Tuesday, February 24, 2015

Dark Rooms by Lili Anolik



Dark Rooms by Lili Anolik
Release Date - March 3, 2015
Publisher Website - Harper Collins
Publisher Social Media - Twitter/Facebook/SavvyReader/Frenzy
Pages - 336 pages
My Rating - 2/5
**received in exchange for an honest review**

**SPOILERS**

Here is the Goodreads synopsis
The Secret History meets Sharp Objects in this stunning debut about murder and glamour set in the ambiguous and claustrophobic world of an exclusive New England prep school.

Death sets the plot in motion: the murder of Nica Baker, beautiful, wild, enigmatic, and only sixteen. The crime is solved, and quickly—a lonely classmate, unrequited love, a suicide note confession—but memory and instinct won’t allow Nica’s older sister, Grace, to accept the case as closed.

Dropping out of college and living at home, working at the moneyed and progressive private high school in Hartford, Connecticut, from which she recently graduated, Grace becomes increasingly obsessed with identifying and punishing the real killer.

Compulsively readable, Lili Anolik’s debut novel combines the verbal dexterity of Marisha Pessl’s Special Topic in Calamity Physics and the haunting atmospherics and hairpin plot twists of Megan Abbott’s Dare Me. 
It actually hurts me to write this review. This is probably also going to be one of the shortest reviews I've written. I went into this book really excited, and expecting a thrilling read. One that maybe could be the mystery novel that surprised me this year. Sadly, during the duration of the novel a particular story line element caused me to not enjoy this novel as much as I could have.

Before discussing what didn't work for me, I want to highlight the positive. There are plenty of elements I did enjoy. The writing was good, the mystery started out incredibly solid. The potential was definitely there. The first half of the novel is rather well done and plotted. I was engrossed in the mystery and appreciated the dark tone of the writing and atmosphere. The characters are flawed, and messy and fit into the world the author had created.

Rape culture, and how we define rape is a huge hot button issue right now. It's an element that I react strongly to. I am going to be upfront about that. In order to discuss exactly why I didn't enjoy this particular novel I do have to discuss it by including spoilers. During the novel the main character drinks and takes drugs. She ends up waking up the next day not remembering much of the night before. She later finds out she is pregnant. She is a virgin before this happened and doesn't remember having sex that night with anyone. As the story progresses we find out who the father is. They have a discussion where he says ‘I had sex with you. While you were unconscious, I had sex with you.’ and yet the main character seems to try to rationalize it away. She says she was drunk. That he was drunk (his reply is that he wasn't that drunk). He even says he went ahead and let it happen because she reminded him of her dead sister. The main character calls what happened by it's actual name, rape, once. She later mentions that what happened was foolish, but not forced. My personal opinion is that she was unconscious therefore she could not give consent. That equals rape to me. I wish this novel would have dealt with it that way, but instead we have them become a couple. At the end of the novel she is dating him. It felt weird to me that she would be dating the guy who essentially raped her. It left an sinking feeling in my stomach as I was reading because it felt like victim blaming to me. Women struggle to be taken seriously when reporting rape, and I feel that media and entertainment need to showcase this type of scenario as actually rape not some shaded grey area. I feel there were other ways this could have been presented while still keeping the mystery element of the story line in tact, but would not have painted what happened to the main character in such a light.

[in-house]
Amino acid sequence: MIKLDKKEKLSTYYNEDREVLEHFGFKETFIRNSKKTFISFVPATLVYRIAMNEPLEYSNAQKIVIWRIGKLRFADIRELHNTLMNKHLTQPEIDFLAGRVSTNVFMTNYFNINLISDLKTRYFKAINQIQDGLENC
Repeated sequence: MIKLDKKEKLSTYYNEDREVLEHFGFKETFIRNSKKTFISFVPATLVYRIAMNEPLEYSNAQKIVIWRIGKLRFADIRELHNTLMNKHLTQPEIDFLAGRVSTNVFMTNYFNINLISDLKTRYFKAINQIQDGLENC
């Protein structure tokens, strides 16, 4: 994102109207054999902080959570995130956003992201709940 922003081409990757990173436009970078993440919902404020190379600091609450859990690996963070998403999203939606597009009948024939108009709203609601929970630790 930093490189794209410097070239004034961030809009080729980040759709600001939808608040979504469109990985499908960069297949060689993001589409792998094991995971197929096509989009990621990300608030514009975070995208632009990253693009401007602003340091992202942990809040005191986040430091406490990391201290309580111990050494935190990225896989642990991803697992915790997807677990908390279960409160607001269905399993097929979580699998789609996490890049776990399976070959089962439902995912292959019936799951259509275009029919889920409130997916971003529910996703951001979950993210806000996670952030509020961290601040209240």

If this particular element had been left out of the novel, or handled differently, I could have resulted in a much different reading experience. The twists and turns the story took were satisfying, and the mixture of betrayal, family secrets was delicious. The misdirections were often smart, and neatly tied together. I, sadly, just couldn't get past that one particular element.

I would read another book by this author, but this one just wasn't for me. It left a unpleasant feeling behind which I could not shake and set aside to enjoy the story.

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